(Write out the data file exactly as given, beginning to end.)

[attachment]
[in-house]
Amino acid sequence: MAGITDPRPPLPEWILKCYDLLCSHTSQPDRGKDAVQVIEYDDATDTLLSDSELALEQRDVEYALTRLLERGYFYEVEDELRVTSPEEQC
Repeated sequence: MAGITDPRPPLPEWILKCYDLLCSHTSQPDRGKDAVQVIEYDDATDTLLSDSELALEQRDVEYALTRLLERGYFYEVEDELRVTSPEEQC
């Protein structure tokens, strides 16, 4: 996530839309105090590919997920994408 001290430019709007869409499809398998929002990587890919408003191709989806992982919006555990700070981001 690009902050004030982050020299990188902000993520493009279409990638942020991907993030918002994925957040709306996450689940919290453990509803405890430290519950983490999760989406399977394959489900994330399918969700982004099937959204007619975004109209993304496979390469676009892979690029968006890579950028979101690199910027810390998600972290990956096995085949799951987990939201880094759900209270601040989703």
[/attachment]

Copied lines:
[in-house]
Amino acid sequence: MAGITDPRPPLPEWILKCYDLLCSHTSQPDRGKDAVQVIEYDDATDTLLSDSELALEQRDVEYALTRLLERGYFYEVEDELRVTSPEEQC
Repeated sequence: MAGITDPRPPLPEWILKCYDLLCSHTSQPDRGKDAVQVIEYDDATDTLLSDSELALEQRDVEYALTRLLERGYFYEVEDELRVTSPEEQC
């Protein structure tokens, strides 16, 4: 996530839309105090590919997920994408 001290430019709007869409499809398998929002990587890919408003191709989806992982919006555990700070981001 690009902050004030982050020299990188902000993520493009279409990638942020991907993030918002994925957040709306996450689940919290453990509803405890430290519950983490999760989406399977394959489900994330399918969700982004099937959204007619975004109209993304496979390469676009892979690029968006890579950028979101690199910027810390998600972290990956096995085949799951987990939201880094759900209270601040989703």